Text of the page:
Compare the following:

  • Could you give me a hand, please?
  • Please could you give me a hand?
  • Could you please give me a hand!

One of the problems with kindly then, when used like this, is that it usually appears in the post-auxiliary position and cannot appear at the end. This gives it a too prominent position in the sentence, doubling its perceived crimes.

  • 1
    Kindly itself isn't an order, it just softens up the reader for the order that follows. If the sentence read, "Kindly enjoy your new product", it would be a little odd, but no one would think you're ordering them to enjoy something! Please would more often be used here.
    – Phil Perry
    Jun 5, 2014 at 18:32
  • 1
    @PhilPerry I don't mean it's literally an order, but it's pragmatically somewhere nearer don't you think? Do you really think 'kindly' softens us up? A lot of the other people answering feel that it can be a bit bossy. It is, though in the ear of the beholder, I suppose... Jun 5, 2014 at 18:39
  • 1
    +1 for noting the importance of word order, but I would put kindly on the border between conventional please and phrases of ostentatious politeness like if you would be so kind, it would be greatly appreciated if, or if you can spare a precious moment. The latter is hard to use in [American] business writing without sounding dismissive, insincere, or impatient. In my humble opinion, that is.
    – choster
    Jun 5, 2014 at 19:18
  • +1 for a clear and concise explanation and set of comparisons. :)
    – Erik Kowal
    Jun 6, 2014 at 6:54

Yes, the imperative is certainly an issue - but I see another problem:

Kindly let me know...

Is not only ordering me to do something, but strictly speaking, it is telling me that I should do that in a kind way!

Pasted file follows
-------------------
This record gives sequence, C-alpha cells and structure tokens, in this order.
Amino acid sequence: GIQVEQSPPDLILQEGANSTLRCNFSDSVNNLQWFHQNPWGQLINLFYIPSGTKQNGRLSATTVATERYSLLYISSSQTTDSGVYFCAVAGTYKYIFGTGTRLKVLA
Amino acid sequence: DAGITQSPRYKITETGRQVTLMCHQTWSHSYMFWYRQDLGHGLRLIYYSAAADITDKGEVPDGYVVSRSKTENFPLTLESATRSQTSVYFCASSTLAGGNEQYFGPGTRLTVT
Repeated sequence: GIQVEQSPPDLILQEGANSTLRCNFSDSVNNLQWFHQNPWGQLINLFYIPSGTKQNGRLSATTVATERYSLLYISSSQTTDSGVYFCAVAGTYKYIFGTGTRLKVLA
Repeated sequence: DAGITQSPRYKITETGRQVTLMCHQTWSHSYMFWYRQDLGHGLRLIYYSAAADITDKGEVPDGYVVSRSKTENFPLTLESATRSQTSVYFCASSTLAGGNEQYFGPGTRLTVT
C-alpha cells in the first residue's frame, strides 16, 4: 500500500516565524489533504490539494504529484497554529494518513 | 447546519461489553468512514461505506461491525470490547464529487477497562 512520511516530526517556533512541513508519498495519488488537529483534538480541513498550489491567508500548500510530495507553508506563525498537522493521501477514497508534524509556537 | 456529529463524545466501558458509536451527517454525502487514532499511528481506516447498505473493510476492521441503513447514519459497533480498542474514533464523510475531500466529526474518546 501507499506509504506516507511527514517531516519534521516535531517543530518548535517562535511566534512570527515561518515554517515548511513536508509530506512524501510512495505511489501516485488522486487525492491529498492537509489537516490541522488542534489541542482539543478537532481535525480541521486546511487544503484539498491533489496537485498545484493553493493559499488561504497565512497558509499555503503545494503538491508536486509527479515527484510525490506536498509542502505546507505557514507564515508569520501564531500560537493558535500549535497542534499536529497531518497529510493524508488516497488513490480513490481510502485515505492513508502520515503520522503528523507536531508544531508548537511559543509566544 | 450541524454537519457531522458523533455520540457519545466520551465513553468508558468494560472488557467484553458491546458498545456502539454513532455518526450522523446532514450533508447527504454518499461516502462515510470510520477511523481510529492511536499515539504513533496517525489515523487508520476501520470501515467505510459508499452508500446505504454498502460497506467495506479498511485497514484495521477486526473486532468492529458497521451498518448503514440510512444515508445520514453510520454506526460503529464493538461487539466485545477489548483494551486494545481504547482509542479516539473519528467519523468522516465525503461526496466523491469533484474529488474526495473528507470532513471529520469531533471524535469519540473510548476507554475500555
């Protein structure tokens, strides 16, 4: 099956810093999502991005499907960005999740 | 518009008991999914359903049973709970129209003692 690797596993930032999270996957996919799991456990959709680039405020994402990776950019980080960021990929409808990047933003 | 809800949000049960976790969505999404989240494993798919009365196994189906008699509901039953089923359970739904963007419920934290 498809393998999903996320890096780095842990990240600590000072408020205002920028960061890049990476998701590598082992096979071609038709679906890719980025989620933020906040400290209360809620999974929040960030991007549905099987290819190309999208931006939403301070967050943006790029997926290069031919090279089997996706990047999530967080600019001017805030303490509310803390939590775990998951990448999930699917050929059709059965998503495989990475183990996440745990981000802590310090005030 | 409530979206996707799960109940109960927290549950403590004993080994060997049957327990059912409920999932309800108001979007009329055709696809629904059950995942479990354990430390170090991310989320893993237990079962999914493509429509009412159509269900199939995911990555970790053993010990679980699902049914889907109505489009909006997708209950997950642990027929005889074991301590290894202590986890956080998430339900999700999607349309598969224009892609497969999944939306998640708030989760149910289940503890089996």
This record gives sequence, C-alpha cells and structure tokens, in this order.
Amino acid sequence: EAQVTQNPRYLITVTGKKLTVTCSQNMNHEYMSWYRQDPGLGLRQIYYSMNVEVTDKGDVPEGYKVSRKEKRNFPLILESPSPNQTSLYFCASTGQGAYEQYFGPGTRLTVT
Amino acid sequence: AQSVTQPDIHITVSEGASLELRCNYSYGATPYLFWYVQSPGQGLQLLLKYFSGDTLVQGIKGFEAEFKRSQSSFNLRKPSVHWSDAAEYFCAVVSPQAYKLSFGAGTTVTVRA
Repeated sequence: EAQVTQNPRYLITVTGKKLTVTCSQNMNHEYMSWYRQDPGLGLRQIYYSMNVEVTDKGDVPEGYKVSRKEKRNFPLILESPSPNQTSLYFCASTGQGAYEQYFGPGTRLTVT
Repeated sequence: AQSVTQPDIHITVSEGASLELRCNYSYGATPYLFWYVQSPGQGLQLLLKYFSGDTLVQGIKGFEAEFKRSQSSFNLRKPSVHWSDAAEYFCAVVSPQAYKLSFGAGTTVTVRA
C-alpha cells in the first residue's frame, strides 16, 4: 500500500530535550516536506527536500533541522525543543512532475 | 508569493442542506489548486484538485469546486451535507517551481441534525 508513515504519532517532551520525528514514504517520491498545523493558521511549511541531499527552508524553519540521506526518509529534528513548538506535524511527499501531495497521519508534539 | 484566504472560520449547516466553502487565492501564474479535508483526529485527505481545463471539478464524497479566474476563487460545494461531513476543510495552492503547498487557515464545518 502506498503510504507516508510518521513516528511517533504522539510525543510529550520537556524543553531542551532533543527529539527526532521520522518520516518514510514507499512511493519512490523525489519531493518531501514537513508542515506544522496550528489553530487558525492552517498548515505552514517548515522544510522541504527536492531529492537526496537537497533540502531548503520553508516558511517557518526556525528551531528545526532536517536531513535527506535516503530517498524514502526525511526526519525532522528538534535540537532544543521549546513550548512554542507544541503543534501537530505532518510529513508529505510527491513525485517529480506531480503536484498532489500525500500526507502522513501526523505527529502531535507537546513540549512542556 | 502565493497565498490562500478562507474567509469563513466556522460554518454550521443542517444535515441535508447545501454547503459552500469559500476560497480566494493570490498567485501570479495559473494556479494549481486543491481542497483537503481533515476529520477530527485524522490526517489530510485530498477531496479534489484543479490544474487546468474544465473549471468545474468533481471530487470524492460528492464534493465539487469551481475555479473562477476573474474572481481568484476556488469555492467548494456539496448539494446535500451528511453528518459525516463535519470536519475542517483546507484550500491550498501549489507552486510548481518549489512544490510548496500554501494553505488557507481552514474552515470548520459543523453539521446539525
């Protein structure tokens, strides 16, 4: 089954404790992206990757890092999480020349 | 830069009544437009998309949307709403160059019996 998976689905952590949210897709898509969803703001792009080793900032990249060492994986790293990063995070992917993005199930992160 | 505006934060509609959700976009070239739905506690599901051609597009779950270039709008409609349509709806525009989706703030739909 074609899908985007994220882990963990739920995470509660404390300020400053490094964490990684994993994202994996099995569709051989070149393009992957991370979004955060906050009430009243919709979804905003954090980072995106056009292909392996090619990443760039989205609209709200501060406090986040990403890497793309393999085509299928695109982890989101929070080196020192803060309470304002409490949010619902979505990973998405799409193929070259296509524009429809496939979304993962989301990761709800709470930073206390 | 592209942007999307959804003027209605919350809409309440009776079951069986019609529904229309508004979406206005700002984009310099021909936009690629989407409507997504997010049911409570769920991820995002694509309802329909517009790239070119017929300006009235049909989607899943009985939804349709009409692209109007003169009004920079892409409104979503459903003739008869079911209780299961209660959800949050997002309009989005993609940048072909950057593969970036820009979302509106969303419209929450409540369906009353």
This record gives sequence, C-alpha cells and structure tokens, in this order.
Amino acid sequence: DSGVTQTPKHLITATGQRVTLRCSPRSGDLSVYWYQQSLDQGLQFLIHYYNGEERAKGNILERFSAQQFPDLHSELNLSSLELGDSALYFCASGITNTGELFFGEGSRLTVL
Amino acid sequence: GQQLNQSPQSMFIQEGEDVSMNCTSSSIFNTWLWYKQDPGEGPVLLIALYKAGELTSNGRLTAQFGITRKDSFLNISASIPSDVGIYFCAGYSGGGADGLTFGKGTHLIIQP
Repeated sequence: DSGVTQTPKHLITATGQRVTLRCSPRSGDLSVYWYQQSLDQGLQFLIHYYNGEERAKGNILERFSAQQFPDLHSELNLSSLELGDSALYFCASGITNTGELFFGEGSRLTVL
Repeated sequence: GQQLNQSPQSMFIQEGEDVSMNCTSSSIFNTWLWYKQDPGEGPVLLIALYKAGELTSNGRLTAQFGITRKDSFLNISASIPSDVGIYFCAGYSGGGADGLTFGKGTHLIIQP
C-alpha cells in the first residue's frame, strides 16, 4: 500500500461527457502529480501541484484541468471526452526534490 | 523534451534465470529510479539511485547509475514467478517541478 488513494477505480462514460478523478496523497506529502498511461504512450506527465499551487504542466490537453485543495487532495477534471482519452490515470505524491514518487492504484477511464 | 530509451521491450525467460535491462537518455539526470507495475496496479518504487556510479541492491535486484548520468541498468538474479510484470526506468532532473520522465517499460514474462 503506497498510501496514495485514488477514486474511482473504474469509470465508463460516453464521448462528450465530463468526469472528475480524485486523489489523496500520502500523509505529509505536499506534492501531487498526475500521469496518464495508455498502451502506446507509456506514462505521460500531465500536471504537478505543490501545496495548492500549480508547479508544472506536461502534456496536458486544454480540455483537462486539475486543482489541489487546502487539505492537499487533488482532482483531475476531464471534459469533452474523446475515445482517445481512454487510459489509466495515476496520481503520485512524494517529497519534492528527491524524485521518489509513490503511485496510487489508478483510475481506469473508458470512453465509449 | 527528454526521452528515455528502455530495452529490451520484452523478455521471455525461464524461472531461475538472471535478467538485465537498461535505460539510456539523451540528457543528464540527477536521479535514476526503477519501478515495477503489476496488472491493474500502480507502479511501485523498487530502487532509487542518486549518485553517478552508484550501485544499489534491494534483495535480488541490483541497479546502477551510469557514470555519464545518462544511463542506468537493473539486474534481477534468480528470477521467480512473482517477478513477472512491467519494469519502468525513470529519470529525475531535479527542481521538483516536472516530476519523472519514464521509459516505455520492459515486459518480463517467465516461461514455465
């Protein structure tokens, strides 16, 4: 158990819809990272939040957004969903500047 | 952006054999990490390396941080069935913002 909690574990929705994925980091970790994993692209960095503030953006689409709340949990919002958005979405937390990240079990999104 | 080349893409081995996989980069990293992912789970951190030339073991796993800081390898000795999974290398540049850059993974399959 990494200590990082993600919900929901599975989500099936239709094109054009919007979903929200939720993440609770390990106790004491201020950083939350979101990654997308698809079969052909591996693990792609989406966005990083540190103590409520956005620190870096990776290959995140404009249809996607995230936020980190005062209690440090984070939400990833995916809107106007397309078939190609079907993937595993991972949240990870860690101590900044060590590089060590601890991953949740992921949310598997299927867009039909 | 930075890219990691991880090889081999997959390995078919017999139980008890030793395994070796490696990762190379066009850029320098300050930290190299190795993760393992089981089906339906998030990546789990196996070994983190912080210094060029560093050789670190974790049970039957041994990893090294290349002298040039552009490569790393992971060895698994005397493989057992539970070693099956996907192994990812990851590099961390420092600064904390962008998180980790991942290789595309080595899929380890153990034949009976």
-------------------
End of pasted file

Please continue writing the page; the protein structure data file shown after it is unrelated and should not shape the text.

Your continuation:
If it is unclear why kindly refers to my letting you know, rather than to your asking, replace it with quickly:

Quickly let me know...

It is very obvious now that you are ordering me around, and telling me on top of that I should be quick about it.

And yes, kindly has been used in this fashion often enough that many people tend to read it as please, but that is not what is says, and especially if someone gets rubbed the wrong way by the imperative, they are more likely to overlook the idiomatic use and read it literally instead.

Now, if you want to kindly ask something, you should make clear that the kindness is yours:

I would kindly ask you to let me know...

Or, with the localised love of flowery expressions:

I would like to kindly request your response.

  • 3
    I'm pretty sure that "kindly let me know", in the sense of doing it in a kind way, means, "it would be a kindness, were you to let me know", or "if you would be so kind". So it's not "let me know, and be sure you do it in a kindly fashion and not your usual unkindness". It's that any form of letting me know cannot help but be inherently kind, such is the relief it would provide me from my terrible state of not knowing. Of course that doesn't prevent it being interpreted otherwise by someone who resents the request or who dislikes polite fictions. Jun 5, 2014 at 16:32
  • 1
    And also, if I resent the imperative then I'm certainly going to resent someone claiming that they're being kind to me by issuing it with "I would kindly ask". Kind compared to what, hacking my computer for clues what I think? Grabbing me off the street and torturing the information out of me? Just what are you saying you've considered as an alternative to asking, should that prove ineffective? :-) Jun 5, 2014 at 16:35
  • 1
    This is not so. Two incarnations of 'kindly' exist: the politeness (/ironical) pragmatic marker, = 'please' [see Fraser, 1997], and the adverb (done in a kind way / out of kindness / ...). You can even have them both in the same sentence: 'Kindly speak more kindly to your mother!' They have different distributions: the adverb modifies the associated verb. A similar construction is: 'Frankly, I'd speak frankly with him'. Here, the first 'frankly' is another type of pragmatic marker (speech act marker). Jun 5, 2014 at 22:41

In British usage, it's almost always a third level of request.

For example, on a train where someone has a bag on the only free seat in the carriage, you might ask

'Do you mind if I sit down?'

If no response is received

'Could you to move your bag please?'

Then if no response is received

'Would you kindly allow me to sit in the seat I have paid for?'

I don't know of any modern use which is not a passive-aggressive request after previous requests have been ignored.

Not the answer you're looking for? Browse other questions tagged or ask your own question.